Academy Award-winning actor and producer Michael Douglas is fiercely committed to disarmament issues, including nuclear non-proliferation and halting the illicit trade in small arms and light weapons. He focuses public awareness on the United Nations’ efforts to strengthen peace and security by speaking publicly for greater controls on the illegal possession and circulation of small arms and light weapons. In his capacity as a Messenger of Peace, Mr. Douglas hosted a documentary filmed in Sierra Leone that was part of a United Nations/Showtime ten-part series titled “What’s Going On?” that helped bring attention to the plight of child soldiers.


Since the birth of the United Nations, the goals of multilateral disarmament and arms limitation have been deemed central to the maintenance of international peace and security. These goals range from eliminating nuclear weapons, destroying chemical weapons and strengthening the prohibition against biological weapons, to halting the proliferation of landmines, cluster munitions, small arms and light weapons. The need for a culture of peace and for significant arms reduction worldwide has never been greater. Despite a decline in the number of conflicts and genocides in recent years, in 2014, the world’s Governments spent an estimated US$ 1.77 trillion on military expenditures. This figure amounts to $249 for each person in the world. For many of the world’s poor people, war and criminal violence are directly impeding their chances of development. Women and children are increasingly becoming casualties of war. More than 250,000 children have been exploited as soldiers and hundreds of thousands of women have been raped in conflict situations.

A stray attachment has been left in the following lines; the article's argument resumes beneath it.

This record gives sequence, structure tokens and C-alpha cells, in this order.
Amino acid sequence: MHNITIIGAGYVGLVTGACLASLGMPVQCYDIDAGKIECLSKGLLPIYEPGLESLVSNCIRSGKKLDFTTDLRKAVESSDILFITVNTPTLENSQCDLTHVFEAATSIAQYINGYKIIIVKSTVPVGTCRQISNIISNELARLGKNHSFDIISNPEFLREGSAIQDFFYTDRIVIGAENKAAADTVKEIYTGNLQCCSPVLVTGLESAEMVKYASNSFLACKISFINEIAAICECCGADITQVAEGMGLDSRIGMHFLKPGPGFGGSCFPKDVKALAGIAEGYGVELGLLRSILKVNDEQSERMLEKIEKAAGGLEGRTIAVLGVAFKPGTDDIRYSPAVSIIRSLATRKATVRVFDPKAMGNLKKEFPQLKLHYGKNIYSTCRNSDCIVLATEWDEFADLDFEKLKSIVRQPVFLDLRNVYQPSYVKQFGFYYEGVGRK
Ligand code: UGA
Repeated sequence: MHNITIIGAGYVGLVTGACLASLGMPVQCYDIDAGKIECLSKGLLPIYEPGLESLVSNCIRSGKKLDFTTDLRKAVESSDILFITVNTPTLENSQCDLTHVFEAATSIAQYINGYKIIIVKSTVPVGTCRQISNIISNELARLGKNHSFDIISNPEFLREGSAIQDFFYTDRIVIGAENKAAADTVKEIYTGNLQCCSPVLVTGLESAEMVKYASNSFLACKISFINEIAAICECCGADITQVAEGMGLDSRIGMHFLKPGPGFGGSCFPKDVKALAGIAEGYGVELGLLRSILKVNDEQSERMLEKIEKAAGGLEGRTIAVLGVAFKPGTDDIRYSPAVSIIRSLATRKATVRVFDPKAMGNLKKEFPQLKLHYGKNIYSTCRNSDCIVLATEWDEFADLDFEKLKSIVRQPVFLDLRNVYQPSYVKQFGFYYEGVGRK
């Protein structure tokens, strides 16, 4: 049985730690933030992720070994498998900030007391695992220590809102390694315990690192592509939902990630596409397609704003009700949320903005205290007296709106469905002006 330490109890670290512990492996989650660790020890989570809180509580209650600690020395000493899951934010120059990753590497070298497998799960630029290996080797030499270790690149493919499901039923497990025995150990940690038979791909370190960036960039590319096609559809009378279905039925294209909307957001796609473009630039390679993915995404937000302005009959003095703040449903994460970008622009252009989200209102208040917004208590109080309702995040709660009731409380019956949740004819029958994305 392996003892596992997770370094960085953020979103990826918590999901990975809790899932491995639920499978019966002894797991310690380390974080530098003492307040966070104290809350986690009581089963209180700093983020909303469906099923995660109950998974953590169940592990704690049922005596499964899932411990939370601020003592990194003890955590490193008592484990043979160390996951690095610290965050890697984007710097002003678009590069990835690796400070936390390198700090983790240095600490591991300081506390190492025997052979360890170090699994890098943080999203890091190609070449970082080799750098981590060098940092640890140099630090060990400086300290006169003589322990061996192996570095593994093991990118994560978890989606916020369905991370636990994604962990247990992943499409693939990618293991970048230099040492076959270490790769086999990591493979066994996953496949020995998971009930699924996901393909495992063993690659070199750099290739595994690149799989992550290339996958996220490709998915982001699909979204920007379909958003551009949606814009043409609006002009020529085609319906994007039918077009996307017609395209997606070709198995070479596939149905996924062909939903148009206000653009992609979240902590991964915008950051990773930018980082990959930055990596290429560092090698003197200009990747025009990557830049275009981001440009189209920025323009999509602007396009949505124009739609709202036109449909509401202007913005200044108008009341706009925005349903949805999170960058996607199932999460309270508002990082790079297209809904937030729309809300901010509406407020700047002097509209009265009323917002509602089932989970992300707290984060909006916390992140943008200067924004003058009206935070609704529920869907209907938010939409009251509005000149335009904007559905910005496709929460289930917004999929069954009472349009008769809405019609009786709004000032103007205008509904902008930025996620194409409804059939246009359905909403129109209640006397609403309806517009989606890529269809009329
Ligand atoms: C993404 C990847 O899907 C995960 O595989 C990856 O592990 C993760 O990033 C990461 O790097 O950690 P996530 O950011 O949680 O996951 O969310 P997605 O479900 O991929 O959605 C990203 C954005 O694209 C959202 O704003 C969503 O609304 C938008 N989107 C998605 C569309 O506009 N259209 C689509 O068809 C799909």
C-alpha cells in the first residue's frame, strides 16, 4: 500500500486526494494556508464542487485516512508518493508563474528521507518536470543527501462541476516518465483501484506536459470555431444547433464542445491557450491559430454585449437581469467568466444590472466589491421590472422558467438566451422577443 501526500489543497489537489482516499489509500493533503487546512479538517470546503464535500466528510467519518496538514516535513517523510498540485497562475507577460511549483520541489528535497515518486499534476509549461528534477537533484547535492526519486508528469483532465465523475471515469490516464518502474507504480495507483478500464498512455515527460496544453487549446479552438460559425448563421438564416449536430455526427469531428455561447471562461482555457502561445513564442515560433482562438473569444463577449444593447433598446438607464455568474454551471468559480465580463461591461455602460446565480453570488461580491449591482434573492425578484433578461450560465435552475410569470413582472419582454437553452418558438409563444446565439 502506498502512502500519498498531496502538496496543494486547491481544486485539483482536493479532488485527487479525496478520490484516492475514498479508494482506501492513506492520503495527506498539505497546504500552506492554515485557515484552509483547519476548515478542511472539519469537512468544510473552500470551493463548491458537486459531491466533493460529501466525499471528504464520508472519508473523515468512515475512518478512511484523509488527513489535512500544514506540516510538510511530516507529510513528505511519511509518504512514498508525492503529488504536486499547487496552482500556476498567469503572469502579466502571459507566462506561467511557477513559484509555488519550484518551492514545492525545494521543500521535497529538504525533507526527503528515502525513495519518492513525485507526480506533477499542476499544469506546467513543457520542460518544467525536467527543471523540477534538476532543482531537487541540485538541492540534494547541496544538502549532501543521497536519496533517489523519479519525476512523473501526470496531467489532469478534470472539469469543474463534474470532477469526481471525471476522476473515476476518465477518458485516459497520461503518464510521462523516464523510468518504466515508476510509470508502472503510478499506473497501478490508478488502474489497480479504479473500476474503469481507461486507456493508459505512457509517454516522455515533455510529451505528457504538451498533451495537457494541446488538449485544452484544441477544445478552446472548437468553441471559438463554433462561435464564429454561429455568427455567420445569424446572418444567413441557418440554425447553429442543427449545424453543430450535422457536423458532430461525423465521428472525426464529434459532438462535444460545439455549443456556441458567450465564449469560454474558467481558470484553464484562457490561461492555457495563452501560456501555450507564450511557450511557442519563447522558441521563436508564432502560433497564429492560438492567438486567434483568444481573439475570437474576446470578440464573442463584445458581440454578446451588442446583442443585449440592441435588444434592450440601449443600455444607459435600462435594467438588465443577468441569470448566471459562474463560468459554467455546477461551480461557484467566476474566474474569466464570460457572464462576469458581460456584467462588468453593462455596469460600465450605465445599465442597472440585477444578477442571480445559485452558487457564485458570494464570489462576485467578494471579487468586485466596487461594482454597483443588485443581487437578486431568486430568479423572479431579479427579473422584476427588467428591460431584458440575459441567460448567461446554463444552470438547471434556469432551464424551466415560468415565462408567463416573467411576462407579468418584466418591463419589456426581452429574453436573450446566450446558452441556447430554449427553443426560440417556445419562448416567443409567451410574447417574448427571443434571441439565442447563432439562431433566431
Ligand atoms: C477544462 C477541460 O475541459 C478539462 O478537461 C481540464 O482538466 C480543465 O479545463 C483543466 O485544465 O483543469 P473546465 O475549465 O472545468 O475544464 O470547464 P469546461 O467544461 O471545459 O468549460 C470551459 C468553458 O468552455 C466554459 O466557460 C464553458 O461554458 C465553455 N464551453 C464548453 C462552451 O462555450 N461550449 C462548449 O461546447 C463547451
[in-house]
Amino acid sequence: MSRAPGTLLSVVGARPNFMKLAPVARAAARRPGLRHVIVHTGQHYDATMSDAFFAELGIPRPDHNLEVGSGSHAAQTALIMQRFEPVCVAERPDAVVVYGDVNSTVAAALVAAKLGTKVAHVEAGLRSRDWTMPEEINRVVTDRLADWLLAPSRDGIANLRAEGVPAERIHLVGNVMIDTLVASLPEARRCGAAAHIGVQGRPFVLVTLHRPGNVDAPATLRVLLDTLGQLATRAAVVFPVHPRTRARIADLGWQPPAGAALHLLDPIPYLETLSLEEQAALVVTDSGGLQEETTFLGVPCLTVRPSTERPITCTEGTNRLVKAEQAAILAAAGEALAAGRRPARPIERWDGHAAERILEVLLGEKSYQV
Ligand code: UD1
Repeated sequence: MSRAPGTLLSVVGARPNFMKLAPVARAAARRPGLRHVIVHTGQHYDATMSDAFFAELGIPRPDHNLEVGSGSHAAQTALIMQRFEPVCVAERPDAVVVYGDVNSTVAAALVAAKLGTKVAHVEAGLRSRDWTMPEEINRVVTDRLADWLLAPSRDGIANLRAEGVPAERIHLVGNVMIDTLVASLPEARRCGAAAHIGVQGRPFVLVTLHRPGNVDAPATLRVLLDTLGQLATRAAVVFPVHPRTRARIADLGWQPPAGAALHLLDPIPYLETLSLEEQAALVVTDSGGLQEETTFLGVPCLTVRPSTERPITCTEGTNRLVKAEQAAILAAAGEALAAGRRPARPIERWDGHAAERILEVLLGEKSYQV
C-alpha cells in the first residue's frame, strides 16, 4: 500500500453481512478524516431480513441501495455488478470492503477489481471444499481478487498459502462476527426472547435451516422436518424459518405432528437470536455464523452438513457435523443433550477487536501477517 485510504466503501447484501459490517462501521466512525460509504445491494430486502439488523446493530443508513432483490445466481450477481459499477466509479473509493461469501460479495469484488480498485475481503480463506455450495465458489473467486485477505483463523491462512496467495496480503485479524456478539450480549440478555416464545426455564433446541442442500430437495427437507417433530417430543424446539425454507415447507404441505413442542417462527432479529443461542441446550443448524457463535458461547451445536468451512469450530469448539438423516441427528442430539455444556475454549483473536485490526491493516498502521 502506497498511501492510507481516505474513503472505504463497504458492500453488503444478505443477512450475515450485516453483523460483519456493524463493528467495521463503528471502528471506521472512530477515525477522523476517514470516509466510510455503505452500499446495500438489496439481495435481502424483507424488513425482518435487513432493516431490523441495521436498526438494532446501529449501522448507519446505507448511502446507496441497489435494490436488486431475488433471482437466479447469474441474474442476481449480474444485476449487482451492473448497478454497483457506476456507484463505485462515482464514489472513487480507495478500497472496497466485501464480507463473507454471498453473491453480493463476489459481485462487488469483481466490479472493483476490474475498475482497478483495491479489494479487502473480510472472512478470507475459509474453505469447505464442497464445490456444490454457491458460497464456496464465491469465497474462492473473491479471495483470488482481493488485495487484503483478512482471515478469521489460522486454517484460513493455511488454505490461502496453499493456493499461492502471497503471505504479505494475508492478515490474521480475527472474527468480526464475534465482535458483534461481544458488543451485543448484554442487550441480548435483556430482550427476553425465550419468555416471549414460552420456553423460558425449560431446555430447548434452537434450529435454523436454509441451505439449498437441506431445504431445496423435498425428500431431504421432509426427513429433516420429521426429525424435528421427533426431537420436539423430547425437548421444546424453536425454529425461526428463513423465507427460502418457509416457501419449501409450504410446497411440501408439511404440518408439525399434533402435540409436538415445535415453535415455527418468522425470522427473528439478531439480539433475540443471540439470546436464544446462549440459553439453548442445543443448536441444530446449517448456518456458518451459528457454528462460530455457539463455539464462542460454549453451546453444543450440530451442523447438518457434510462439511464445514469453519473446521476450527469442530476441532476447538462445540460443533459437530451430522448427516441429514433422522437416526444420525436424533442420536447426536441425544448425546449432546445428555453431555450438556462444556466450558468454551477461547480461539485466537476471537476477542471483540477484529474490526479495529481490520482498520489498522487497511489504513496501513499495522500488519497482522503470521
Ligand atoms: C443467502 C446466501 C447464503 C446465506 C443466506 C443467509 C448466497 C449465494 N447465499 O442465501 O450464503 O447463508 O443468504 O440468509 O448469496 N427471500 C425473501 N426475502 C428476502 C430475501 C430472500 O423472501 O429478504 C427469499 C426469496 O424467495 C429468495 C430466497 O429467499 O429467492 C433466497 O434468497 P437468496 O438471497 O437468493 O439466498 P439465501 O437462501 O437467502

*Please note, the video below is not a United Nations production. We are sharing it here as it features a compelling conversation between a UN Messenger of Peace, Michael Douglas, and a UNICEF Goodwill Ambassador, Ishmael Beah, about their advocacy work on behalf of the United Nations and on some of the key challenges facing the world today.